Segal's Law says this:

A man with one watch always knows what time it is.
A man with two watches is never sure.

Many have heard this before reading it here. What does it mean, though?

That was the goal I had in mind when I wrote THE MASTER KEY WORKBOOK ( In a nut shell, it is this (at least in the context of this discussion): When we pursue more than one goal or aim, we rarely achieve either. Rather, we must narrow our focus and select one thing to accomplish and achieve.

All of us have talents and skills, wants and needs, goals and desires. That is normal that is what makes us a human being. If we look around us, though, and look at those who achieve and attain, we will notice a startling thing. That thing is the fact that those who attain massive success, achieve that success in one thing--one specific thing.

Bill Gates achieved his success in computer programs. Rush Limbaugh attained money and fame through radio. Tiger Woods mastered the game of golf and succeeded massively.

One thing. These people--and others like them--took one thing and ran with it. They ran with it until they achieved all of their goals.

Most of us fritter our time and talents by leaping from one toad stool to another. We never settle on any one. We jump around like lost frogs looking for the next fly to eat.

The smart frog, on the other hand, finds his place and lets the flies come to him. And come they do!

It has been postulated, and in my experience proven very true, that it takes ten years of doing something before any kind of success or mastery is to be attained. A person studying for a black belt in karate will study that long before they attain that vaunted level of skill. Microsoft went public as a company in 1986 he fame grew through the nineties, but not until the later half of that decade did he really become a household name.

It takes time and patience and persistence and more than a little perspiration to achieve a goal. What most find the most difficult, though, is finding that one thing to do that they love.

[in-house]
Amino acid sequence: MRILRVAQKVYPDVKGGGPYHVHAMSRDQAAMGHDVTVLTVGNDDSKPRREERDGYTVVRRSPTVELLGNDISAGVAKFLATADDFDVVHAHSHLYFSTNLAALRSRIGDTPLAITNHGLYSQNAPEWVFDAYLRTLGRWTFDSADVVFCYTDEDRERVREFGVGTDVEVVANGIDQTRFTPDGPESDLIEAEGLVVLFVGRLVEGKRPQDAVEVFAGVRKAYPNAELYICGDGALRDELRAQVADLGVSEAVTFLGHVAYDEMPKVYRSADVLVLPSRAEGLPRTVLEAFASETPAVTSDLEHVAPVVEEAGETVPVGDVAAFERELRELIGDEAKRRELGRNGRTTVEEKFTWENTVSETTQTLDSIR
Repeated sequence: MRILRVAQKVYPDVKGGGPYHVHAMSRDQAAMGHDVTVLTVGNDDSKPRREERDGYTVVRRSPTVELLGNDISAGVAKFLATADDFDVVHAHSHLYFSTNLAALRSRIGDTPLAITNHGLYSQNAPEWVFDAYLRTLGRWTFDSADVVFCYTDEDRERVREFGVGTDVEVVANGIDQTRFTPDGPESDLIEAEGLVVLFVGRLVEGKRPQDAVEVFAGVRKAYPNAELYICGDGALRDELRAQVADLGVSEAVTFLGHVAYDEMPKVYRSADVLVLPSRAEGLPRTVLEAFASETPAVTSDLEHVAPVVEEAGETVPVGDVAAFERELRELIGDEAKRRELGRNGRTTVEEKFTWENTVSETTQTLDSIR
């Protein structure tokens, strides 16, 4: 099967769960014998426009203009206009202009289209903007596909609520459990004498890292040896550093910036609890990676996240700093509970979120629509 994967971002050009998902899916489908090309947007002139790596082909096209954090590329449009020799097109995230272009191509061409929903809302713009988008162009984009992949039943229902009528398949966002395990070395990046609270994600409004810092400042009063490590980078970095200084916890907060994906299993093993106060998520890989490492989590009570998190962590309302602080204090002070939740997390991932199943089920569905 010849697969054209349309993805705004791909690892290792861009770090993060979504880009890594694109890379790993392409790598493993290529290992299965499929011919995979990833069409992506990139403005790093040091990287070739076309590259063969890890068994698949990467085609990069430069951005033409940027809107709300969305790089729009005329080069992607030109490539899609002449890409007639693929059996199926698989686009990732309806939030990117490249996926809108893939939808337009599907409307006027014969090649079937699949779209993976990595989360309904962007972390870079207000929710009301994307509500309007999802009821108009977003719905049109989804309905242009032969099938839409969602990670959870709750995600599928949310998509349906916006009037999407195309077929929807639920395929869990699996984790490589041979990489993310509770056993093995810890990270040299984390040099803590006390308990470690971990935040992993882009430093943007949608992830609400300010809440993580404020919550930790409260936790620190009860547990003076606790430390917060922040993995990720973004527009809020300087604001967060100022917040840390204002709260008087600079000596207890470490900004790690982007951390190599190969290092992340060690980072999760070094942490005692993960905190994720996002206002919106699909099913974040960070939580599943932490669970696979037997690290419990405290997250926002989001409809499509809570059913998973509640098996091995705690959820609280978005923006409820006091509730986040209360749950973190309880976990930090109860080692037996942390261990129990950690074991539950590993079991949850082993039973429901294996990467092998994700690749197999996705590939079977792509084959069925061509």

The greats were in many ways most fortunate because they found their passion early. Tiger Woods, Ludwig Von Beethoven, and other like them began studying their crafts while exceptionally young. Does that deny us from the race? Not at all. Einstein was 26 when he published his Special Theory of Relativity. Babe Ruth was older. Many CEOs and executives work many years through the ranks before they begin to see the fruits of their labors.

Sometimes it helps if you daydream a little. Where do you often go? When you realize that, then ask yourself if that is merely a fantasy or a true want--a true desire.

Life is to be enjoyed. We can only succeed at and get what we want with something that we love to do. Don't fritter your life away. Reach inside of yourself and find your love, your passion. Find that one thing that you would look forward to doing every day.

Run with your dream else, your dreams will run from you.

Author's Bio: 

Tony Michalski is the founder and owner of Kallisti Publishing, Inc. - "The Books You Need to Read to Succeed" - . Kallisti Publishing, Inc. has been publishing books since 2000 and has successfully published the entire Charles F. Haanel library, Steven "Rusty" Johnson's book Walk, Don't Run, the US National Security Commission report Road Map For National Security, and others. Tony is also the author of the Master Key Workbook.